Reply
#55
I often take umbrage at the term “NIMBY,” too, as someone who is interested in development, interested in my neighbourhood, and therefore sometimes interested (and sometimes critical…) in developments in my neighbourhood. But, sometimes people really do just resist change, any change.

Renters can absolutely be attached to their communities and neighbours. It’s not reasonable to suggest that someone necessarily has more attachment to a neighbourhood- or right to an opinion about how it changes- just because he rents instead of owns his house.

I live in this neighbourhood- on the Kitchener side, not in Waterloo. I have to say, the complaints about this development really do seem reactionary and driven by a desire to maintain the status quo.

Their comments are that “This represents a undeniable densification of our neighbourhood, increased traffic, and a big change to our skyline. Because our neighbourhood is currently dominated by older single-family detached homes, this proposed development also represents a significant change to the type of neighborhood we are.”

I think densification is called for in our neighbourhood; I think the increased traffic should be mitigated by the public transit nearby (and, I would hope, the incumbent residents’ increased use of it; I think it’s hard to make a case that a six-storey building can be a “big” change to our skyline, or that we even really have a “skyline.” I just can’t see any of it. It does seem like selfishness to me: the woman who wrote that also called MPAC to reach a guess that the apartment building “will cause the value of my property to drop by at least 5%.”

I also think these concerns are myopic. My selfish hope is that more residents in the neighbourhood might mean more amenities I can enjoy.
Reply
#56
I have indeed raised a family in the neighbourhoods here, contributed to neighbourhood organizations and festivals with my time and money. Again, attachment to your home and your neighbours is legitimate, but concern about a development affecting that is less so: a development doesn't take from you your home, nor any neighbours who aren't desiring to sell their property to be a part of it. If there's one thing I've learned from neighbourhood organizations and festivals, it's that people make a neighbourhood great, and more of those same neighbours is great; I've enjoyed both the friendship of long-term neighbours who have resided in single family homes for decades, as well as new neighbours who only got into the area because of the missing middle being added to the area.

I would say that MidTowner takes my points and explains them in a more locally-tailored and eloquent way.
Reply
#57
(10-05-2017, 01:23 PM)MidTowner Wrote: I often take umbrage at the term “NIMBY,” too, as someone who is interested in development, interested in my neighbourhood, and therefore sometimes interested (and sometimes critical…) in developments in my neighbourhood. But, sometimes people really do just resist change, any change.

Renters can absolutely be attached to their communities and neighbours. It’s not reasonable to suggest that someone necessarily has more attachment to a neighbourhood- or right to an opinion about how it changes- just because he rents instead of owns his house.

I live in this neighbourhood- on the Kitchener side, not in Waterloo. I have to say, the complaints about this development really do seem reactionary and driven by a desire to maintain the status quo.

Their comments are that “This represents a undeniable densification of our neighbourhood, increased traffic, and a big change to our skyline. Because our neighbourhood is currently dominated by older single-family detached homes, this proposed development also represents a significant change to the type of neighborhood we are.”

I think densification is called for in our neighbourhood; I think the increased traffic should be mitigated by the public transit nearby (and, I would hope, the incumbent residents’ increased use of it; I think it’s hard to make a case that a six-storey building can be a “big” change to our skyline, or that we even really have a “skyline.” I just can’t see any of it. It does seem like selfishness to me: the woman who wrote that also called MPAC to reach a guess that the apartment building “will cause the value of my property to drop by at least 5%.”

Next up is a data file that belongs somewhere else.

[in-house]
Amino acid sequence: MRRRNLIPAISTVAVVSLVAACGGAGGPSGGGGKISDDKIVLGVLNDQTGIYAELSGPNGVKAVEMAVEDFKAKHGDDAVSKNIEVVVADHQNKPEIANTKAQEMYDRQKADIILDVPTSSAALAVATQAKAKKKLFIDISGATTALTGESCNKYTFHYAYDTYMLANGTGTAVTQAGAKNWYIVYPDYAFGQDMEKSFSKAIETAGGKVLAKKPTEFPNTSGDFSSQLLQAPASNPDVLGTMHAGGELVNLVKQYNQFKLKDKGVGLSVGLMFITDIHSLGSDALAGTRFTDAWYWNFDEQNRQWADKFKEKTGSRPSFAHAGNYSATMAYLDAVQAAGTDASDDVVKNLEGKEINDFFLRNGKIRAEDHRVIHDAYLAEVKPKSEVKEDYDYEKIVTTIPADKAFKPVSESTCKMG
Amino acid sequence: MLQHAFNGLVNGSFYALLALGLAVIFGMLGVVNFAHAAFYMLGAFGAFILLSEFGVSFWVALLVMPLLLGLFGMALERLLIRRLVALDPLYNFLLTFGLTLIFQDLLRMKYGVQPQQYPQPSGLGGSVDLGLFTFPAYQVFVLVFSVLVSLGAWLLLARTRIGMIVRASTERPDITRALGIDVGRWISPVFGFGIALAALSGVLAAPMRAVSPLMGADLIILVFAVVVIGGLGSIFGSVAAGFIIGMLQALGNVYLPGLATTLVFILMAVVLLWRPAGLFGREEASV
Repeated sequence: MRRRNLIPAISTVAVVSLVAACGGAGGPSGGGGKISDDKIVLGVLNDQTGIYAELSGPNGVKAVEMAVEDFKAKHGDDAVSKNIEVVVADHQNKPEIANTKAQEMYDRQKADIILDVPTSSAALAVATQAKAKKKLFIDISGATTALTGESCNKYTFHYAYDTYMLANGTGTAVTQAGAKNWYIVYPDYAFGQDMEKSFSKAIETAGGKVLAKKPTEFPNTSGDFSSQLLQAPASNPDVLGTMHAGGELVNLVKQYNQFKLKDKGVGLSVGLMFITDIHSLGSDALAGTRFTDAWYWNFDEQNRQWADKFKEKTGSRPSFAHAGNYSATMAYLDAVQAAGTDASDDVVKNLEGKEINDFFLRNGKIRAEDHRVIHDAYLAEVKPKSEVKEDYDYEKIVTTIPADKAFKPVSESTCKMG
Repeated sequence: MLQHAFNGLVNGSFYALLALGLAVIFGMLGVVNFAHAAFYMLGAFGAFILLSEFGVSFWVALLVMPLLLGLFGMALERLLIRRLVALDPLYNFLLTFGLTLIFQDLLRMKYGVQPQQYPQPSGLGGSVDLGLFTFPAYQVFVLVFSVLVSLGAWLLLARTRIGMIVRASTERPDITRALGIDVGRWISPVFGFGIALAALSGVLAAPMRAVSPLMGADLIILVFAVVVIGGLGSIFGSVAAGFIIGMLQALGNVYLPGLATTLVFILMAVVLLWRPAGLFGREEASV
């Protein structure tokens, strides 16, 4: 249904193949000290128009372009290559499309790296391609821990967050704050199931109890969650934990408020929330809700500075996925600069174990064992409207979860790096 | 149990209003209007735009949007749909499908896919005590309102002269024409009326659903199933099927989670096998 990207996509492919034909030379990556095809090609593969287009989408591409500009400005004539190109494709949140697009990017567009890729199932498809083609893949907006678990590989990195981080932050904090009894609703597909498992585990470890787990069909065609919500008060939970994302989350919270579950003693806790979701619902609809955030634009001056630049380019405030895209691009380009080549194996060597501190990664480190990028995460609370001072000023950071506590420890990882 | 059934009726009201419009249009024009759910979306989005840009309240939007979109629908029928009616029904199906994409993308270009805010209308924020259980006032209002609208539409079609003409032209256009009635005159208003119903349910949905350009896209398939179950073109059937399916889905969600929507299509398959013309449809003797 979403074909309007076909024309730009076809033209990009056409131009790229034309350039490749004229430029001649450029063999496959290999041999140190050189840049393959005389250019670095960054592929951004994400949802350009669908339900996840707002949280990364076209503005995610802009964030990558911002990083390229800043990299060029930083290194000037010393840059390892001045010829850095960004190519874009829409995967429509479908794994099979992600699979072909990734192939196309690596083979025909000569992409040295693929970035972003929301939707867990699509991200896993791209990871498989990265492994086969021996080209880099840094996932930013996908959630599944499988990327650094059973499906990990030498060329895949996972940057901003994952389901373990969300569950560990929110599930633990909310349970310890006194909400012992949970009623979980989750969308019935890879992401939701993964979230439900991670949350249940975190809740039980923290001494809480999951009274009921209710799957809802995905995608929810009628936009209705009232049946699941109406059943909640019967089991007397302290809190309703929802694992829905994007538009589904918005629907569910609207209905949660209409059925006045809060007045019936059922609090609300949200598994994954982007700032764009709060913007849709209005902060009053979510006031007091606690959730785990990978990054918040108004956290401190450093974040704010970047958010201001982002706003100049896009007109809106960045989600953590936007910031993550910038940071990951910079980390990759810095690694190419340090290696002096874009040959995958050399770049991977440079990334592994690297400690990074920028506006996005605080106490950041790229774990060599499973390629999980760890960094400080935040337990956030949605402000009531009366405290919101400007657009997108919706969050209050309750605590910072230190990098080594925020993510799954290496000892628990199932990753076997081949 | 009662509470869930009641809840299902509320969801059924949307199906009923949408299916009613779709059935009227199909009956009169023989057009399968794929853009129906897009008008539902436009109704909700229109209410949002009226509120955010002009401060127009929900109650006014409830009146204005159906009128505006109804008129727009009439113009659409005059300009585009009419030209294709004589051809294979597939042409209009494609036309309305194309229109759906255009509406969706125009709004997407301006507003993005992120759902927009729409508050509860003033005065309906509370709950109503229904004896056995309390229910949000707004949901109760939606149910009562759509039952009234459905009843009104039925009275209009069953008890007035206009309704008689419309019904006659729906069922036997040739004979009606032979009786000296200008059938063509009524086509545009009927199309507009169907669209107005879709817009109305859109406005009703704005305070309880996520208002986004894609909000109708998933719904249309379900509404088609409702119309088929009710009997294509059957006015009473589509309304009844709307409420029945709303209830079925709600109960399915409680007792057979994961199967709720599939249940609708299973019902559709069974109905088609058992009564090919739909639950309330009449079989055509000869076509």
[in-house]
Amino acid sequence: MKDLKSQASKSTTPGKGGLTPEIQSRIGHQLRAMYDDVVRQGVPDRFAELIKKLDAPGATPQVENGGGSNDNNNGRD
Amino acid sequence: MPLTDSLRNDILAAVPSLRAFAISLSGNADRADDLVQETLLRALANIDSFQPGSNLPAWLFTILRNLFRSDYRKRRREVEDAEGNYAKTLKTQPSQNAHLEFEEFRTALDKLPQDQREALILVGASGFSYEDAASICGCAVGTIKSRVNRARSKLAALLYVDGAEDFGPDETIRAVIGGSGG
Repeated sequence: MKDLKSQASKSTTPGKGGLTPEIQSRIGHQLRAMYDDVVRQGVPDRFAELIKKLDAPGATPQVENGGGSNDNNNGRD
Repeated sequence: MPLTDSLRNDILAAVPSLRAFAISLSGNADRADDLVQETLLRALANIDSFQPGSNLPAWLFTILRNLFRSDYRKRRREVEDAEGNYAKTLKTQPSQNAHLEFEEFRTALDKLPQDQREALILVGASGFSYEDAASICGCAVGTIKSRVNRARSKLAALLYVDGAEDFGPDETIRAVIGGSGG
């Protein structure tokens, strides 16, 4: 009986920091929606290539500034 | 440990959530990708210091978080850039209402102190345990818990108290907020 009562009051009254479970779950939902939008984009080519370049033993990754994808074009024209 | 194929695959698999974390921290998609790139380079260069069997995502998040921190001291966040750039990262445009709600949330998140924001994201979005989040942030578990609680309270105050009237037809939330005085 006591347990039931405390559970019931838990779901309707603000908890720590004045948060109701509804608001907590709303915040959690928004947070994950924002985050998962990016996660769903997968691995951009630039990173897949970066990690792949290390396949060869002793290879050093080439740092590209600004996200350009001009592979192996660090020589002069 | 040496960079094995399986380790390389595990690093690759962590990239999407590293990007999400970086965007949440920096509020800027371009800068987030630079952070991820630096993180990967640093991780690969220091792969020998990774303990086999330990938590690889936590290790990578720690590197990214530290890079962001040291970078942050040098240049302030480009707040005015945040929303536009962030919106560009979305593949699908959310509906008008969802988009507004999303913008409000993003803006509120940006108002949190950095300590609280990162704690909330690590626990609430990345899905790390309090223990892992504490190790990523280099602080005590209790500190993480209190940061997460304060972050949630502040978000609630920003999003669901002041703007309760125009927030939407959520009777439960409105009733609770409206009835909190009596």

I also think these concerns are myopic. My selfish hope is that more residents in the neighbourhood might mean more amenities I can enjoy.

Well said !!
Reply
#58
(10-05-2017, 01:23 PM)MidTowner Wrote: I often take umbrage at the term “NIMBY,” too, as someone who is interested in development, interested in my neighbourhood, and therefore sometimes interested (and sometimes critical…) in developments in my neighbourhood. But, sometimes people really do just resist change, any change.

Renters can absolutely be attached to their communities and neighbours. It’s not reasonable to suggest that someone necessarily has more attachment to a neighbourhood- or right to an opinion about how it changes- just because he rents instead of owns his house.

I live in this neighbourhood- on the Kitchener side, not in Waterloo. I have to say, the complaints about this development really do seem reactionary and driven by a desire to maintain the status quo.

Their comments are that “This represents a undeniable densification of our neighbourhood, increased traffic, and a big change to our skyline. Because our neighbourhood is currently dominated by older single-family detached homes, this proposed development also represents a significant change to the type of neighborhood we are.”

I think densification is called for in our neighbourhood; I think the increased traffic should be mitigated by the public transit nearby (and, I would hope, the incumbent residents’ increased use of it; I think it’s hard to make a case that a six-storey building can be a “big” change to our skyline, or that we even really have a “skyline.” I just can’t see any of it. It does seem like selfishness to me: the woman who wrote that also called MPAC to reach a guess that the apartment building “will cause the value of my property to drop by at least 5%.”

I also think these concerns are myopic. My selfish hope is that more residents in the neighbourhood might mean more amenities I can enjoy.

You should be on the "neighbourhood working group" that was mentioned above.
Reply
#59
I considered it, and I might still see about it (I have spoken with some of the people involved). I can say from experience that it's kind of unpleasant to be on a group like that when it's set up to pursue goals you disagree with.

I appreciate the suggestion.
Reply
#60
I'd also appreciate your voice on that group. The only thing more unpleasant than being the lone dissenting voice in the room is having a group like that go forward with nothing but a single track mind.
Reply


Forum Jump:


Users browsing this thread: 1 Guest(s)